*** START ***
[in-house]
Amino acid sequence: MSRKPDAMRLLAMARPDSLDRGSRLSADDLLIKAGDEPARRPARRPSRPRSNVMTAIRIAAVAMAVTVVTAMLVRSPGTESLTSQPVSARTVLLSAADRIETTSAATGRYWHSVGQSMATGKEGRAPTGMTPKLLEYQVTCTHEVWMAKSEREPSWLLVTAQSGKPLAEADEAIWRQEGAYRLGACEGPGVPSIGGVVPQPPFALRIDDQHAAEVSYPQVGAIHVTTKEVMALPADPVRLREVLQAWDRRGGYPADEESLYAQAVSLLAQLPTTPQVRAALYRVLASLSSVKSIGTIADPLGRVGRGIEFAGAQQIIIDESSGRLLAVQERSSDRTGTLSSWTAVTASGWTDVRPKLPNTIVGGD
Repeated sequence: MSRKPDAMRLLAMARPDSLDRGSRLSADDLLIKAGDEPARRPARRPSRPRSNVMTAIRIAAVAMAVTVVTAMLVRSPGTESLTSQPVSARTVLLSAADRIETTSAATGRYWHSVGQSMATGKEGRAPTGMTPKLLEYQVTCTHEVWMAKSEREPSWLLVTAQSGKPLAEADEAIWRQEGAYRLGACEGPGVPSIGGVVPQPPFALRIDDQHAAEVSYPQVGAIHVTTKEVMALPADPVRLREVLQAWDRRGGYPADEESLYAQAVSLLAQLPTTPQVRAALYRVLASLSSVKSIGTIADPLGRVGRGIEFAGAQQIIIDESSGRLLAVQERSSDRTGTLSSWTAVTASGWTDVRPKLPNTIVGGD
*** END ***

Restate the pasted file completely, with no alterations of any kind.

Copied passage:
[in-house]
Amino acid sequence: MSRKPDAMRLLAMARPDSLDRGSRLSADDLLIKAGDEPARRPARRPSRPRSNVMTAIRIAAVAMAVTVVTAMLVRSPGTESLTSQPVSARTVLLSAADRIETTSAATGRYWHSVGQSMATGKEGRAPTGMTPKLLEYQVTCTHEVWMAKSEREPSWLLVTAQSGKPLAEADEAIWRQEGAYRLGACEGPGVPSIGGVVPQPPFALRIDDQHAAEVSYPQVGAIHVTTKEVMALPADPVRLREVLQAWDRRGGYPADEESLYAQAVSLLAQLPTTPQVRAALYRVLASLSSVKSIGTIADPLGRVGRGIEFAGAQQIIIDESSGRLLAVQERSSDRTGTLSSWTAVTASGWTDVRPKLPNTIVGGD
Repeated sequence: MSRKPDAMRLLAMARPDSLDRGSRLSADDLLIKAGDEPARRPARRPSRPRSNVMTAIRIAAVAMAVTVVTAMLVRSPGTESLTSQPVSARTVLLSAADRIETTSAATGRYWHSVGQSMATGKEGRAPTGMTPKLLEYQVTCTHEVWMAKSEREPSWLLVTAQSGKPLAEADEAIWRQEGAYRLGACEGPGVPSIGGVVPQPPFALRIDDQHAAEVSYPQVGAIHVTTKEVMALPADPVRLREVLQAWDRRGGYPADEESLYAQAVSLLAQLPTTPQVRAALYRVLASLSSVKSIGTIADPLGRVGRGIEFAGAQQIIIDESSGRLLAVQERSSDRTGTLSSWTAVTASGWTDVRPKLPNTIVGGD